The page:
The executive director of the Canadian HIV/AIDS Legal Network looks at how the justice system in Canada, and the ‘court of public opinion,’ considers every person living with HIV a potential criminal. From the early days of the epidemic, to the beginning of legal rulings, to citizens demanding change– how did we get to where we are today?
I couldn’t believe it, and yet I shouldn’t have been surprised, given what I knew.
A friend of mine had just been informed that his HIV test was confirmed positive. And in that moment, as my friend’s life changed forever, the well-meaning doctor tried awkwardly to fill the silence — with some remarks about how my friend could be criminally charged if he didn’t disclose his status to every sexual partner.
As a lawyer well-versed in this area of law, I knew why the doctor was saying that. In a decision the year before (in September 1998), the Supreme Court of Canada had confirmed that someone with HIV could be prosecuted for aggravated assault for not disclosing to a sexual partner, at least in some circumstances.
I also knew that what the doctor was saying wasn’t entirely correct because precisely which circumstances trigger a legal duty to disclose HIV were still unclear then — and the issue remains contentious to this day, nearly 20 years later.
Legal issues aside, it’s wrong to greet newly diagnosed people with a threat that they could go to jail if they don’t disclose. But my friend’s experience is not unique. Many physicians and public health nurses are quick to inform people that they must disclose and use condoms (each and every time regardless of what the actual risks of transmission might be in a given instance) — and that if they don’t, there’s the risk of possible criminal charges.
And, of course, each time police issue a press release with the name and photo of someone accused of not disclosing, every person living with HIV is reminded that they live under the shadow of possible prosecution — and accompanying trial in the court of public opinion — that could be just one allegation away.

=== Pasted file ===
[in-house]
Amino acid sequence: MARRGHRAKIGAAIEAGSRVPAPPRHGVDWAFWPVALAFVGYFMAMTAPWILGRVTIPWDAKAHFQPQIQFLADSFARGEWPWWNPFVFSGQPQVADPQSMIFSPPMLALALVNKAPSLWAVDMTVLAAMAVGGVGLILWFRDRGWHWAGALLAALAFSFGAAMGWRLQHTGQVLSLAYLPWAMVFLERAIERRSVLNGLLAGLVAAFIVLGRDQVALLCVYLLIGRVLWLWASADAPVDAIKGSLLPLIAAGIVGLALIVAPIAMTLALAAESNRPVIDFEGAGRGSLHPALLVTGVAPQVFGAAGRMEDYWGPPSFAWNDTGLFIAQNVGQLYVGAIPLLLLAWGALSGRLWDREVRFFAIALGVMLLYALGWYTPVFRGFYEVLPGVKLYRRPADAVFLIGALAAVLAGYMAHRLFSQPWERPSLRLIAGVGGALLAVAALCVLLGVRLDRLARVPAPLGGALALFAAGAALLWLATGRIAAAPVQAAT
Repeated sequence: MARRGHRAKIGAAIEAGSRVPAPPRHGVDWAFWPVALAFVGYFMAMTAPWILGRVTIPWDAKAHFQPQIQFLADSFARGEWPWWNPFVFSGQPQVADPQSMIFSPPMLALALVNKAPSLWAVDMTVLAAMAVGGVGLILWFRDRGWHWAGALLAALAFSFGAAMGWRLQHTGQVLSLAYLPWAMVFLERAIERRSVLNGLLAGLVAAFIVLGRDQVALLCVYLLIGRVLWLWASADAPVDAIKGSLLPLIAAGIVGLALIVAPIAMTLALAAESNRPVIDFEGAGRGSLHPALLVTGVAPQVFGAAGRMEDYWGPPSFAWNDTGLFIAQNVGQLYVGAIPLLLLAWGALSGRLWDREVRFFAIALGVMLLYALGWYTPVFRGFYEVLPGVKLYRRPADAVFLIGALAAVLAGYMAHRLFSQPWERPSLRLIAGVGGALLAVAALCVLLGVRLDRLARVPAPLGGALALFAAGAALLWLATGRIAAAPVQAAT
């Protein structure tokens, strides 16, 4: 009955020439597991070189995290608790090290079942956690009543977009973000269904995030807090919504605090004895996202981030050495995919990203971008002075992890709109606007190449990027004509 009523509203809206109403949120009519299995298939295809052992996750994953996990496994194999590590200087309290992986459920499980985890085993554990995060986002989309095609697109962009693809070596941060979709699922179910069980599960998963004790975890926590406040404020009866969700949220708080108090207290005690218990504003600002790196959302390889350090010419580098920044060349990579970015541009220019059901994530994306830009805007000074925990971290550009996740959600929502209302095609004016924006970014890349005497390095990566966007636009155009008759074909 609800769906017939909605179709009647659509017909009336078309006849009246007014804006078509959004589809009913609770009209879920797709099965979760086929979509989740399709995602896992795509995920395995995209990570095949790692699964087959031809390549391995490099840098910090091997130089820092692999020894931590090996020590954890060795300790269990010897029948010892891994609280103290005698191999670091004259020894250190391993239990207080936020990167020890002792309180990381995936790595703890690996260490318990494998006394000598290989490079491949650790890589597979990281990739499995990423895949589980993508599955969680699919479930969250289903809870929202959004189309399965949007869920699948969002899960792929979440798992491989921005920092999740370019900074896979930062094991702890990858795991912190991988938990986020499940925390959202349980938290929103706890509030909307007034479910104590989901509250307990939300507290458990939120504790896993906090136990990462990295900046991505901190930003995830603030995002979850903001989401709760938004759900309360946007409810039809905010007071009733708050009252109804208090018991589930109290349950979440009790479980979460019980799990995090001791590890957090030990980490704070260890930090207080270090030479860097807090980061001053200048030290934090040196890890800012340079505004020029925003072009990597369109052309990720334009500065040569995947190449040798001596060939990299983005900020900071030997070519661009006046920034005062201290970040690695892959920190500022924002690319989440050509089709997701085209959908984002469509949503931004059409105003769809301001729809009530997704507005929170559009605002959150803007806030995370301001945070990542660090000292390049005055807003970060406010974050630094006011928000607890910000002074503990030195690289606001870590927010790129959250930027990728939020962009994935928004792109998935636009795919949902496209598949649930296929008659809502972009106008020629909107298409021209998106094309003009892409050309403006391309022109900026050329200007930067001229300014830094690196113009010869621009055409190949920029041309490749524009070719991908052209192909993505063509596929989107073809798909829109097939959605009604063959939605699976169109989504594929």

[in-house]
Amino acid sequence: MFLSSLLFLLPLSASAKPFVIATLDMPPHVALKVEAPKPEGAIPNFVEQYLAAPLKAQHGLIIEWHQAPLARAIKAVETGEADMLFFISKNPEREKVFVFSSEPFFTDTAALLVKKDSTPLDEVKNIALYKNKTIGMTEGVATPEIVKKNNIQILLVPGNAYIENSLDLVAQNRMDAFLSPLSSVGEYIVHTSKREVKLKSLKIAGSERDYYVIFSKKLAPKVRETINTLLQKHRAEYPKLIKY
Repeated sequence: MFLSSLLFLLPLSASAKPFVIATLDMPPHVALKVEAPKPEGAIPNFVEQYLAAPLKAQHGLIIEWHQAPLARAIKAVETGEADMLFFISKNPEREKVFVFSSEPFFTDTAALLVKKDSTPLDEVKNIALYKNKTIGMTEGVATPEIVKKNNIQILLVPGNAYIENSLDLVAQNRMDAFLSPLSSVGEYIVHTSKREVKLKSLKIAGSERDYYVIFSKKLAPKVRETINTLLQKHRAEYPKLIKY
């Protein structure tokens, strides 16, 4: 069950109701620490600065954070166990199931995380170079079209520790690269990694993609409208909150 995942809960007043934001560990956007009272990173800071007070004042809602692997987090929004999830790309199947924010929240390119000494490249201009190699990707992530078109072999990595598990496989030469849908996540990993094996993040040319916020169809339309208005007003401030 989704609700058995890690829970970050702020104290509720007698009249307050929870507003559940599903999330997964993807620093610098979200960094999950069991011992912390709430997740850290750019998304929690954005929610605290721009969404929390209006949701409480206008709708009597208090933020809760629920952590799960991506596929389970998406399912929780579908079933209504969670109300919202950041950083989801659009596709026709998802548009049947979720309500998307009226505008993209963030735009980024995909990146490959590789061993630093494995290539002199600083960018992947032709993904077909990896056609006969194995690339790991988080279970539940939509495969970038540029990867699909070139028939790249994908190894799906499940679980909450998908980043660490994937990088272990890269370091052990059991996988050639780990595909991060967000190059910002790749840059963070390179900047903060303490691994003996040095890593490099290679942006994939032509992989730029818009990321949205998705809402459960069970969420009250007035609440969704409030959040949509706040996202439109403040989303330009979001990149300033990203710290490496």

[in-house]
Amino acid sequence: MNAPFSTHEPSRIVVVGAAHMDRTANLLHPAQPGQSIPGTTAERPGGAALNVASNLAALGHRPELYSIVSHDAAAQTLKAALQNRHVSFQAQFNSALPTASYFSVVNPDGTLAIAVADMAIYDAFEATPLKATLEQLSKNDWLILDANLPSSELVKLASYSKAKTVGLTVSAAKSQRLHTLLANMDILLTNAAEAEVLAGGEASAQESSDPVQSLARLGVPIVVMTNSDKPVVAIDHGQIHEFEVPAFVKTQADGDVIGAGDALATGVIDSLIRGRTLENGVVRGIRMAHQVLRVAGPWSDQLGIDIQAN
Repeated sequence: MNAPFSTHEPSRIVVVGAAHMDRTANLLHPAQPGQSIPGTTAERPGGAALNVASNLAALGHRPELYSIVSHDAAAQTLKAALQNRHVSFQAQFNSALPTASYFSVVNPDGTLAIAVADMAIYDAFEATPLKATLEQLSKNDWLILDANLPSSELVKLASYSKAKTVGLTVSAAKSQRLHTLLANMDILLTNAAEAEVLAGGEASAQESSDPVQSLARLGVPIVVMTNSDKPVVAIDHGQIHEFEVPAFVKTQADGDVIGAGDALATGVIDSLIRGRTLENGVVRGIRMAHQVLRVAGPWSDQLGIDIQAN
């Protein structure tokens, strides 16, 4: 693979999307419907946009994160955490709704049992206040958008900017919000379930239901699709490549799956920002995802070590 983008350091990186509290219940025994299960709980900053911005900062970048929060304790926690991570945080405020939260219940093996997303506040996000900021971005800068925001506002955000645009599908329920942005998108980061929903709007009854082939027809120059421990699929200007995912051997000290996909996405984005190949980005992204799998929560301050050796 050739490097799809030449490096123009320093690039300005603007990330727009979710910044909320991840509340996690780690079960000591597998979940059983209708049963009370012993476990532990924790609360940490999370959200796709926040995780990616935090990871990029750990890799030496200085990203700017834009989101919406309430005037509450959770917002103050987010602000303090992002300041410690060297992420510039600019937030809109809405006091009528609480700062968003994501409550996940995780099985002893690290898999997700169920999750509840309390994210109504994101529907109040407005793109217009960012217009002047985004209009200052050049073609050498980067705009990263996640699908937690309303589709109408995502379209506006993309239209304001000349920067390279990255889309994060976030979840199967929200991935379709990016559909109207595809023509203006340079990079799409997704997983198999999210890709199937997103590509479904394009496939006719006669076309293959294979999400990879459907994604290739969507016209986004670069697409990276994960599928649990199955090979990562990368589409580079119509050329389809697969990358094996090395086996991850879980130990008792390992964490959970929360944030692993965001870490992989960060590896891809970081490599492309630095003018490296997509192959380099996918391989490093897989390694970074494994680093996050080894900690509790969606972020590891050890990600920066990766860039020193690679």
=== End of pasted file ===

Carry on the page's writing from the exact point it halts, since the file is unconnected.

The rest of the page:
How did we reach the point where every person living with HIV is considered a potential criminal?
The early years of the epidemic
To answer that question, we need to go back to the early years of the HIV epidemic, and consider the combination of factors that contributed to the criminalization of HIV in the first place and how these factors have shaped its evolution since.
We start in North America in the early– to mid–1980s with the basic ingredients: A frightening new, and apparently communicable, disease that progresses rapidly, most often to death, with no known effective treatment and a lack of information — even active misinformation in some quarters — about how it spreads. The resulting fear of contagion sparks an understandable human impulse to contain, to distance, and to avoid harm, whether real or simply perceived.
Add several layers of inequality and misguided morality, because the epidemic is particularly identified in marginalized populations already subject to social disapproval and state surveillance. Gay sex, blamed early on for the spread of AIDS, had only been decriminalized a few years earlier in Canada (and remained a crime in many US states), and of course gay people were still widely stigmatized across the continent. Sex workers remain heavily stigmatized, and criminalized, to this day.
Infections were also appearing among people who inject drugs, who already carried the deep stigma of addiction and were also facing a deliberately intensified “war on drugs,” a program of criminal prohibition and incarceration rooted in and reinforcing what was already a centuries-long history of racism against Black and Indigenous people in North America.
HIV therefore entered the public consciousness as a disease of perceived deviance, whether in relation to sex, drugs or both…